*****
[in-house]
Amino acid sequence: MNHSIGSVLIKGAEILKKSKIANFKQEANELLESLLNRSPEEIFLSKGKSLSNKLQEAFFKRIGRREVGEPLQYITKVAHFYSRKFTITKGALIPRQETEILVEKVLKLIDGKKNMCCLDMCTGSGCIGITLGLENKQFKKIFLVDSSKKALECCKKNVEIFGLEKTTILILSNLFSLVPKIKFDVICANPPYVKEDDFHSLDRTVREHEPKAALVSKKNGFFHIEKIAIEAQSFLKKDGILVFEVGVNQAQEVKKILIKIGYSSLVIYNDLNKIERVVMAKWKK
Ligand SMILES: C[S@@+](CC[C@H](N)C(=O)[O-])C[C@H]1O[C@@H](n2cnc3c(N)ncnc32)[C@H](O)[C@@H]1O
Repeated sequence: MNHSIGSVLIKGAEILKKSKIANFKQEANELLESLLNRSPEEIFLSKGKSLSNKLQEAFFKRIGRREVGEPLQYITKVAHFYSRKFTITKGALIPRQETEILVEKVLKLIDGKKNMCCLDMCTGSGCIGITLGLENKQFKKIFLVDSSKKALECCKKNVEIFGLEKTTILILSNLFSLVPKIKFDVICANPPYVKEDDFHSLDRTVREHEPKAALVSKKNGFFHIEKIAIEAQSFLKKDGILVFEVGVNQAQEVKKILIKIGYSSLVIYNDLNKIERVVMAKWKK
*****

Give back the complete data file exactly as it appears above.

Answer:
[in-house]
Amino acid sequence: MNHSIGSVLIKGAEILKKSKIANFKQEANELLESLLNRSPEEIFLSKGKSLSNKLQEAFFKRIGRREVGEPLQYITKVAHFYSRKFTITKGALIPRQETEILVEKVLKLIDGKKNMCCLDMCTGSGCIGITLGLENKQFKKIFLVDSSKKALECCKKNVEIFGLEKTTILILSNLFSLVPKIKFDVICANPPYVKEDDFHSLDRTVREHEPKAALVSKKNGFFHIEKIAIEAQSFLKKDGILVFEVGVNQAQEVKKILIKIGYSSLVIYNDLNKIERVVMAKWKK
Ligand SMILES: C[S@@+](CC[C@H](N)C(=O)[O-])C[C@H]1O[C@@H](n2cnc3c(N)ncnc32)[C@H](O)[C@@H]1O
Repeated sequence: MNHSIGSVLIKGAEILKKSKIANFKQEANELLESLLNRSPEEIFLSKGKSLSNKLQEAFFKRIGRREVGEPLQYITKVAHFYSRKFTITKGALIPRQETEILVEKVLKLIDGKKNMCCLDMCTGSGCIGITLGLENKQFKKIFLVDSSKKALECCKKNVEIFGLEKTTILILSNLFSLVPKIKFDVICANPPYVKEDDFHSLDRTVREHEPKAALVSKKNGFFHIEKIAIEAQSFLKKDGILVFEVGVNQAQEVKKILIKIGYSSLVIYNDLNKIERVVMAKWKK